A Swiss company has developed a plasma coating machine that can put a fine layer of gold on silk thread. A piece of gold is bombarded with a stream of fast moving ions of argon. This results in atoms of gold being dislodged from the metal and these are then coated on a thread of silk passing slowly nearby in the machine. This gold coated silk can then be used to weave beautiful silk ties. The plasma coating process of the silk thread is such that the gold does not come off during subsequent washing. There is however one snag - the cost of the fabric made from it. Each tie will carry 8 grams of gold and will be marketed at a price of about $8,500!
New Mosquito Resistant Clothing
According to WHO, some 200 million people suffer from malaria each year. It caused about 655,000 deaths in 2010, though the actual number may be much higher as many deaths are often unrecorded. Children below the age of five are the most vulnerable. Most of the cases of severe disease are caused by the mosquito Plasmodium falciparum, though four other mosquito species are also known to cause milder forms of malaria. The disease is widespread in sub-Saharan Africa, Asia and the Americas, particularly in the tropical and subtropical regions near the equator where high humidity, warm temperatures, constant rainfall and stagnant waters provide ideal breeding grounds for mosquito larvae. The development of resistance to most drugs has further aggravated the problem. A number of sprays and lotions have been developed that repel mosquitoes and mosquito repellent bed nets are commonly used.
Now a company in Portugal, "Nanolabel", has invented a new treatment for clothing that it claims to be much superior to existing repellents. The process involves the use of nanotechnology. Clothes are impregnated with amorphous silica (sand) nanoparticles that have a chemical repellent embedded within their core. The exact nature of this repellent is being kept a closely guarded secret. The work was carried out at the Institute of Hygiene and Tropical Medicine in Lisbon.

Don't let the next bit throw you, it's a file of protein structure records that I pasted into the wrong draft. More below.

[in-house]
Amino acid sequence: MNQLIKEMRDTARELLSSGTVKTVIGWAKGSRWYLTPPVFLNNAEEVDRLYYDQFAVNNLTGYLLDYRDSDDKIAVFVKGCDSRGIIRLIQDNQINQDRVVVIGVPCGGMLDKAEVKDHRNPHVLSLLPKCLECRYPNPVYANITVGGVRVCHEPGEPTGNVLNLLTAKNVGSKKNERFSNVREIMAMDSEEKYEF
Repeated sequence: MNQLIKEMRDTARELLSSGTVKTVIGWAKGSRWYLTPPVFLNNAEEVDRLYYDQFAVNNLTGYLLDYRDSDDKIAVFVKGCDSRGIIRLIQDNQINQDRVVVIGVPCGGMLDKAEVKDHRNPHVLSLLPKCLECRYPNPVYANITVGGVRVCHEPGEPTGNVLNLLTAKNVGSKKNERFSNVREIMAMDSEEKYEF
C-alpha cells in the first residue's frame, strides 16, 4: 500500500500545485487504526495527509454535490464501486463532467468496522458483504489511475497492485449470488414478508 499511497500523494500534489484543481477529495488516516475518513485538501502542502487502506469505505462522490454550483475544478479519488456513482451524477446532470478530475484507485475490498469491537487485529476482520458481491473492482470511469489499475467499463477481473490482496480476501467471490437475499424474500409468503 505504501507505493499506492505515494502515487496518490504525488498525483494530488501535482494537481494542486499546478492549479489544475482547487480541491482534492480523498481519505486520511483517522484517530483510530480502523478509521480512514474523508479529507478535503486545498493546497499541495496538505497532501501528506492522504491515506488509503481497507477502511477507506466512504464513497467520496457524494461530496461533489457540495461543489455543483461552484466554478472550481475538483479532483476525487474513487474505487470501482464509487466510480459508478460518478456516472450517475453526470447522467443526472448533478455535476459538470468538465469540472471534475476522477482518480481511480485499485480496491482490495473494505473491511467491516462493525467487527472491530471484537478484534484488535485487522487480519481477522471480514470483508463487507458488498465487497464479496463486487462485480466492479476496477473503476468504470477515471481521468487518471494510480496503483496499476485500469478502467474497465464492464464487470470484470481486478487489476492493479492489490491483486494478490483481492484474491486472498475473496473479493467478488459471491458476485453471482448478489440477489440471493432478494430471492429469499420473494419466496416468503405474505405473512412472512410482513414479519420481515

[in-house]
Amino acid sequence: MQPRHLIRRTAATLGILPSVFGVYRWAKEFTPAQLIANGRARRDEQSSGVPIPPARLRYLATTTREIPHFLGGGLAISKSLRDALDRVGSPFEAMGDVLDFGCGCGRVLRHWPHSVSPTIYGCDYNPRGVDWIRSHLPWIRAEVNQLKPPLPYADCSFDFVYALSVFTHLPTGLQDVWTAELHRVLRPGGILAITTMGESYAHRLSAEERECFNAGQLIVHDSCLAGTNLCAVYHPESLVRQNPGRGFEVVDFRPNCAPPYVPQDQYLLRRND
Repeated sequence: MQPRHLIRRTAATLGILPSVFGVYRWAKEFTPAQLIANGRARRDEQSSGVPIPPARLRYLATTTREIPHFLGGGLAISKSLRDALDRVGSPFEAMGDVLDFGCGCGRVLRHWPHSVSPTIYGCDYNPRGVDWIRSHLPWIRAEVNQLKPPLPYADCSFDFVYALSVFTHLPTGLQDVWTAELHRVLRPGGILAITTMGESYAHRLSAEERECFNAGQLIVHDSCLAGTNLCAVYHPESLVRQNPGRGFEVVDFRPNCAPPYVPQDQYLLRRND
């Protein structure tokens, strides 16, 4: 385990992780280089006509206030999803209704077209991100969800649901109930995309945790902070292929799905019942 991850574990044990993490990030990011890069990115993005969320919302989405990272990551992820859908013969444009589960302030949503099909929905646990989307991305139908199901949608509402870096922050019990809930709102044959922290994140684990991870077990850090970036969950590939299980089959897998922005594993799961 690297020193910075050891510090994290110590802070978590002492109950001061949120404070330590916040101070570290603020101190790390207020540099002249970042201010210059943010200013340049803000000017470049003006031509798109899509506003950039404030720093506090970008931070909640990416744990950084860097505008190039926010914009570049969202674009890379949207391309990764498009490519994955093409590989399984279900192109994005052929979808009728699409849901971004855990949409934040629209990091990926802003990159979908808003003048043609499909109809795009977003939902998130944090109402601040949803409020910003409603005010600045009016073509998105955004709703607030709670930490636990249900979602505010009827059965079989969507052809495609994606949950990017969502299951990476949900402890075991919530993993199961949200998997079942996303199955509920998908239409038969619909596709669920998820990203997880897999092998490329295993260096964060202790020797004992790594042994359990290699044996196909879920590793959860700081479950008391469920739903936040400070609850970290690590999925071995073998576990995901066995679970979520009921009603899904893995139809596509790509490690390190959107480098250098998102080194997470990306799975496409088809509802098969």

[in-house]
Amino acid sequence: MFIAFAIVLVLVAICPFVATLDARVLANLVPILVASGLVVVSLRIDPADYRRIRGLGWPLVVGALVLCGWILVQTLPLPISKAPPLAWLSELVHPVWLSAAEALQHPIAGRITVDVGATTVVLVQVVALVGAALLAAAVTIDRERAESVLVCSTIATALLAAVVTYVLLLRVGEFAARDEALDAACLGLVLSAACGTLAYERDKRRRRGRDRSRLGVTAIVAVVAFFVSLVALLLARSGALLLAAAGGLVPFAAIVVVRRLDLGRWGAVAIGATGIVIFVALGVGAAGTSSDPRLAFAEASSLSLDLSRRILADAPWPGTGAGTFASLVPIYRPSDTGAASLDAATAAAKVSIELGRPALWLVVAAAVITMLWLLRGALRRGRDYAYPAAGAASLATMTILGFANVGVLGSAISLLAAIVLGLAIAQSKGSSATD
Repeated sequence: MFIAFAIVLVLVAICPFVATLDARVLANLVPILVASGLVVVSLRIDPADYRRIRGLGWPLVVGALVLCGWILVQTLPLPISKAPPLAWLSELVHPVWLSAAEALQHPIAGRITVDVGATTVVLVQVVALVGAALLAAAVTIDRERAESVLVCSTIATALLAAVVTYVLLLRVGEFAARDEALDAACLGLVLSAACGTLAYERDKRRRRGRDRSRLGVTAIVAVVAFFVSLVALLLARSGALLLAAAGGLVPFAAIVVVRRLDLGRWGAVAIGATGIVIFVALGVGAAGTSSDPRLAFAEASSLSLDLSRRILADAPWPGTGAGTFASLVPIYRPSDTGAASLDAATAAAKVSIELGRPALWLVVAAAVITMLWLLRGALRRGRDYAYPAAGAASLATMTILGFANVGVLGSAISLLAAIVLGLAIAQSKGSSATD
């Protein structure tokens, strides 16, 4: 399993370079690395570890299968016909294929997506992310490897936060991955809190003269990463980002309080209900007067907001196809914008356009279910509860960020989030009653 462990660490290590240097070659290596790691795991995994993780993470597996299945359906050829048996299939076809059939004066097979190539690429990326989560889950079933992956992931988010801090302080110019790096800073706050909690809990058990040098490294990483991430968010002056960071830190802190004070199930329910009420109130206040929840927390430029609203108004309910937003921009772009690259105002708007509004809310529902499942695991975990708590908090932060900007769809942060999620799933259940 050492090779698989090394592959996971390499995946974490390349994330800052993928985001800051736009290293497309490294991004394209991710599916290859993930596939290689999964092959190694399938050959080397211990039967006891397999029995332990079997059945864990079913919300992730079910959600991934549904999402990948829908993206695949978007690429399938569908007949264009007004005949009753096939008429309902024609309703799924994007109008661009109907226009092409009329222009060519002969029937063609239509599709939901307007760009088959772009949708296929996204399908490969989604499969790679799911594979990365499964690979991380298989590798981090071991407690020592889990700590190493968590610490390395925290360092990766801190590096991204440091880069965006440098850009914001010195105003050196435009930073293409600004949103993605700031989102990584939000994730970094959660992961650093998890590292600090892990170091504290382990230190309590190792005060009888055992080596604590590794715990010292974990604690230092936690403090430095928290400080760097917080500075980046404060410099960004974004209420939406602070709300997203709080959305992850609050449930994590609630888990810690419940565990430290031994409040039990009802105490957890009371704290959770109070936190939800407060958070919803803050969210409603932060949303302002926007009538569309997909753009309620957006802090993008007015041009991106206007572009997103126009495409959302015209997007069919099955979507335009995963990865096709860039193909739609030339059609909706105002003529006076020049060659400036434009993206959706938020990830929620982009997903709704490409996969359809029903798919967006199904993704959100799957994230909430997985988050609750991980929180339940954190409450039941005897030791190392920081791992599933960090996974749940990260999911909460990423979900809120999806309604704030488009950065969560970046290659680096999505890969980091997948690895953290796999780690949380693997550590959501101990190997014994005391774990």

Next Generation Robotic Suits
US soldiers now have access to special suits that give them super-human strength and speed. This is the result of a decade long effort by a US Defense agency, DARPA, that funded a $ 50 million project about a decade ago. The project, entitled "Exoskeletons for Human Performance Augmentation" was designed to develop various types of exoskeletons that could be worn by soldiers in order to give them strength and speed as well as allow them to carry large quantities of arms and ammunitions and other heavy objects for long periods of time without tiring. The Wearable Energetically Autonomous Robot (WEAR) from SARCOS Research Corporation was one of the successful products resulting from this research. The suits will now be powered using fuel cells that will add to their utility.
Another interesting development has been the Springtail Exoskeleton Flying Vehicle, built by Trek Aerospace. This has a range of 125 miles, a cruising speed of 70 knots and the ability to hover dead still at altitudes of up to 8000 meters. These flying suits, that can be worn individually by soldiers and allow them to fly to battle, are under development by Trek Aerospace with funding from the US defense agency, DARPA.
No More Flat Tires